On the first Saturday of every month, three black men go walking in the Peak District. They are part of the Black Men’s Walking Group in Sheffield. They walk for their health and wellbeing. They walk in the footsteps of their ancestors. They walk for freedom. “We walk. Though we are written into the landscape, you don’t see us. We walked England before the English“.
Written by Testament; a rapper, composer, beatboxer, and theatre maker from Yorkshire, Black Men Walking explores what it means to be black and British in these increasingly divisive times.
Whilst three men walking in the Peak District might not sound like riveting theatre, Black Men Walking proves it can be. When the weather turns treacherously foggy, their walk becomes fraught with danger. As they fight against the elements, they stumble across an ill-prepared young female hip hop artist, Ayeesha.
The strength of the play is in its magnificent, diverse characters that span different generations. Thomas is the eldest member of the group, who strongly believes in embracing his heritage. “We walk in the footsteps of kings”. Thomas’ character forms a strong connection with the old customs and traditions of his ancestors, and is on a spiritual journey of enlightenment. Matthew is a middle-class doctor from Barnsley, who appears to be in a struggling marriage. Richard is of Ghanaian heritage and is a huge Star Trek fan.
This cross-generational mix creates some wonderfully warm humour, particularly with Ayeesha’s character. Played to perfection by Dorcas Sebuyange, she describes the three men as “Black Last of the Summer Wine“, and is delightfully sharp-witted, constantly putting them in their place. She has lighthearted banter with all three men, which is a joy to watch, particularly when her rap to Public Enemy is completely lost on the older generation.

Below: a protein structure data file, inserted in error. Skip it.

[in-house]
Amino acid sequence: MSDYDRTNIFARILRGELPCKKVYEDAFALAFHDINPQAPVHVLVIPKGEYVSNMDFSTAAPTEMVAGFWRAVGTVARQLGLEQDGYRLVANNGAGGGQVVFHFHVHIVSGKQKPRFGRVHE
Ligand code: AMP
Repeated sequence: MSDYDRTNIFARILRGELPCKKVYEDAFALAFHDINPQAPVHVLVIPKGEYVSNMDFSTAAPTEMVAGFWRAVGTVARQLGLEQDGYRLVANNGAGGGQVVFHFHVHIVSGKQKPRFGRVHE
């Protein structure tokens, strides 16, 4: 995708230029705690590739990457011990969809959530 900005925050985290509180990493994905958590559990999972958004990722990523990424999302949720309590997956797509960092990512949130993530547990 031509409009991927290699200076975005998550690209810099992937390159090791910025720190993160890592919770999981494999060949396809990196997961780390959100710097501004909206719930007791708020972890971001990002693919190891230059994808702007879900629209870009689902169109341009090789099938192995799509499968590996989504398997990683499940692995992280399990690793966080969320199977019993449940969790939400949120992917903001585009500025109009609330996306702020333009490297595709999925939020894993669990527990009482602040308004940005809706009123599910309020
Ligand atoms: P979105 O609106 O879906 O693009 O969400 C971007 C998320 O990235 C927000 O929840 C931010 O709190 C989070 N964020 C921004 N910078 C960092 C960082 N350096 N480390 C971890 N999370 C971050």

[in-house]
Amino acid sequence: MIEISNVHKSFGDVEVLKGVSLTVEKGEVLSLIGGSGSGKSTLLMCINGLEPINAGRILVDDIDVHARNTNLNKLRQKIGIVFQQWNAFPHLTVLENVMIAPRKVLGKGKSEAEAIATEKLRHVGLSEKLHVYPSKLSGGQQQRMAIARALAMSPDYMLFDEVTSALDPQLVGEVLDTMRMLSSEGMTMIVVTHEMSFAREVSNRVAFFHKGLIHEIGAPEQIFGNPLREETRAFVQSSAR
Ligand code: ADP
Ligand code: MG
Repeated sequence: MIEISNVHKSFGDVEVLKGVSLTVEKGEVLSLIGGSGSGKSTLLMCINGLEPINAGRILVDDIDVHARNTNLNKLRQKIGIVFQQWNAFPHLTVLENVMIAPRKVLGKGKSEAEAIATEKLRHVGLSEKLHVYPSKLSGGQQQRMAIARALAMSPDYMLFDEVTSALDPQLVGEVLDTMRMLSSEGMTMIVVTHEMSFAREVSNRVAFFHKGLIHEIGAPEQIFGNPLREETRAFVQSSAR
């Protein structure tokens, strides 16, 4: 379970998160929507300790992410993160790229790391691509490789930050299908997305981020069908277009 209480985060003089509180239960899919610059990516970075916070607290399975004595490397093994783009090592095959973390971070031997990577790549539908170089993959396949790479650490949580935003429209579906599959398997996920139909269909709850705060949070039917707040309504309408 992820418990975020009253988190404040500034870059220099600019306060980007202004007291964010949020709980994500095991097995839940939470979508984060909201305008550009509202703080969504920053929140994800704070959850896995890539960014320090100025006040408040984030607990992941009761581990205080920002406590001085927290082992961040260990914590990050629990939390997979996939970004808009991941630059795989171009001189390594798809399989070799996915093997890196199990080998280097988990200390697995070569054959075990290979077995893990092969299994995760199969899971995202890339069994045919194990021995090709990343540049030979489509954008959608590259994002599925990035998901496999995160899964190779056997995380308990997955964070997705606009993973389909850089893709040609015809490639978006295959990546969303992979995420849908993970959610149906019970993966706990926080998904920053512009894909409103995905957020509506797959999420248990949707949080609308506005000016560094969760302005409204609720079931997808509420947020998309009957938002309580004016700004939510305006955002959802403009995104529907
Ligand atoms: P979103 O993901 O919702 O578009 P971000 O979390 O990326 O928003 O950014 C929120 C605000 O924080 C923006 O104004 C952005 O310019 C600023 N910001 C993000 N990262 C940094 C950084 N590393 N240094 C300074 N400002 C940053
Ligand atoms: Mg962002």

Black Men Walking also simultaneously prompts profound reflection on the disparity between generations. Ayeesha challenges Thomas’ ethos, asking what use is knowing ancestral heritage when she is faced with casual racism on a daily basis. As the recent disgraceful racism endured by the England football team proved, it is sadly still prevalent in today’s society.
Coincidentally, in this play, Thomas describes the exact same racist abuse happening in the 1980s at a Chelsea football match. It is shameful to see that attitudes towards people of colour have reverted back to appalling racism. Stoked by a racist Prime Minister who called black Africans “Picaninnies” with “watermelon smiles”, this country is becoming increasingly dissident. Racism is becoming normalised and people are constantly being told to “Go back to where you came from”. England is seen as a white country nowadays.
By taking a walk through history, Black Men Walking teaches a valuable lesson that black people have walked this land for thousands of years. Although Mary Beard was abused for saying it, there were black Romans who walked the same ancient tracks as the three walkers follow today. The spiritual manifestations of these ancestors are invoked through rhythmic, choral incantations.
This is dramatically stunning, but at times the sound design is overbearing, and the rhythmic chanting drowns out the speaker’s explanations of who these ancestors are. This could just be due to the fact that I was sat at the back of the auditorium though.
Black Men Walking is a beautifully poetic, life-affirming, spiritual journey to the past that poignantly prompts reflection on the present. Filled with wonderful characters and warm humour, it is a delightful piece of evocative theatre.
Black Men Walking is presented by Eclipse Theatre Company and is currently touring the UK.